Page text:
Plus, since I can't afford ICL, this is a great way to get professional advice for merely the cost of a SASE!
1. When I pick up a children's or YA novel by an author I don't know, it's usually at least worth finishing, and often worth recommending or discussing.
When I browse through new adult books, most aren't that great. I can judge mysteries and Sci Fi by their covers, but literary fiction is a lot more chancy.
2. They're short. So are the chapters. So they fit more easily into my life.
I'm deaf while I'm reading, but come up for air at the end of chapters. So short chapters mean that I don't inadvertently neglect the toddler.
3. They're better edited.
Children's and YA books tend to be very tightly written. (with a few exceptions). I can't STAND it when I'm reading a novel and every fiber of my being is screaming "Where was her editor????" Novels should not be for skimming.
4. The authors of YA seem to do really neat things with POV.
The first person YA novels I read are fun because it's almost like your in a conversation with the narrator... you get their perceptions of events and then you argue with them and challenge them.....
5. Reading them counts as "work" in my twisted world....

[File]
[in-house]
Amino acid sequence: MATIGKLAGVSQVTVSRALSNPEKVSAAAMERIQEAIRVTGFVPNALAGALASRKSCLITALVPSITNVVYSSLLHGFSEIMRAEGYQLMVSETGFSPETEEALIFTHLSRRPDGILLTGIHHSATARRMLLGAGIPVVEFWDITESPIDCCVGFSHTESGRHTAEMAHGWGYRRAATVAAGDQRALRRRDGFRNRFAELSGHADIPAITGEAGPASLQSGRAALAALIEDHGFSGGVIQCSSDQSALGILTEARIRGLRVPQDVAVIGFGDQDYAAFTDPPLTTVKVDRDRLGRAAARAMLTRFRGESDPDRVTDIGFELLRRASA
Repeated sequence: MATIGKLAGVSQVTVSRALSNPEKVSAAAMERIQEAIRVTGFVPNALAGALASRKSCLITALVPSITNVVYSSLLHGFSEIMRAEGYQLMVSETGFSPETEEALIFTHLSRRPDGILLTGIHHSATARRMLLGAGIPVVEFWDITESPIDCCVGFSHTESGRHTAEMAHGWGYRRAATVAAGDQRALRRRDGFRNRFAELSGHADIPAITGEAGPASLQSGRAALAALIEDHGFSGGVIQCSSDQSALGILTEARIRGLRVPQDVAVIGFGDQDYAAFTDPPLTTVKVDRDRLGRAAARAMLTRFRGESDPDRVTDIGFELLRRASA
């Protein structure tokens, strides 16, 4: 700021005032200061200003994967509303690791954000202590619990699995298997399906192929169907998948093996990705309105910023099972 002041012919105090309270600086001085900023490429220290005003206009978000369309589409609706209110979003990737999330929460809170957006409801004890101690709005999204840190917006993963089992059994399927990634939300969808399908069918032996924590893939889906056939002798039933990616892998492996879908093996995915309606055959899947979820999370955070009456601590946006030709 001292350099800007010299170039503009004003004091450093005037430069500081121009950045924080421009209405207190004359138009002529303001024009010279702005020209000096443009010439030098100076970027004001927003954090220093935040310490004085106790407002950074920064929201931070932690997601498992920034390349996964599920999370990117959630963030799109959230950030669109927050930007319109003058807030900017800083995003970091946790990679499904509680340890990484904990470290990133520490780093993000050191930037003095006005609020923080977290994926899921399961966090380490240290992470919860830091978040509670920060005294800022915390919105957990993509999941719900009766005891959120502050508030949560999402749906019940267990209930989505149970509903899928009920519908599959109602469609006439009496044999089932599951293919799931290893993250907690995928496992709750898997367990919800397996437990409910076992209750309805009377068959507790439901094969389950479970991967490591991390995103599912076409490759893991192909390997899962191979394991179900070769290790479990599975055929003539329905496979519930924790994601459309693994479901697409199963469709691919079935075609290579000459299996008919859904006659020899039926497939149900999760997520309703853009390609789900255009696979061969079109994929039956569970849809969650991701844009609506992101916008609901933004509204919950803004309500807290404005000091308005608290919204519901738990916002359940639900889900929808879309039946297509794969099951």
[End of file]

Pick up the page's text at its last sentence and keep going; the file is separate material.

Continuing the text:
Because since I write for kids, it's not really goofing off to read these books. It's market research. right? Right?
Ok... so it's fun too. I really envy the YA librarians who HAVE to read this for professional development and book groups!
But last night I finally got to read Thirteen Reasons Why.
I don't ususally like "Teen Suicide Novels" but this one was great! I especially liked (without any spoilers) how it showed the self-centeredness at the center of depression. Clay, the main character, was a truly likeable person, which helped make the book readable, even though it was about an audio suicide note.
I'd be interested to know more about Hannah's background-- her descent into madness didn't seem quite as realistic as Sylvia Plath's unless you imagine a more complex backstory that tainted her perceptions of the events in the novel...
But it's a book that BEGS to be discussed. Maybe I'll head on over to the SCBWI website later today and see if anyone's started a discussion of it......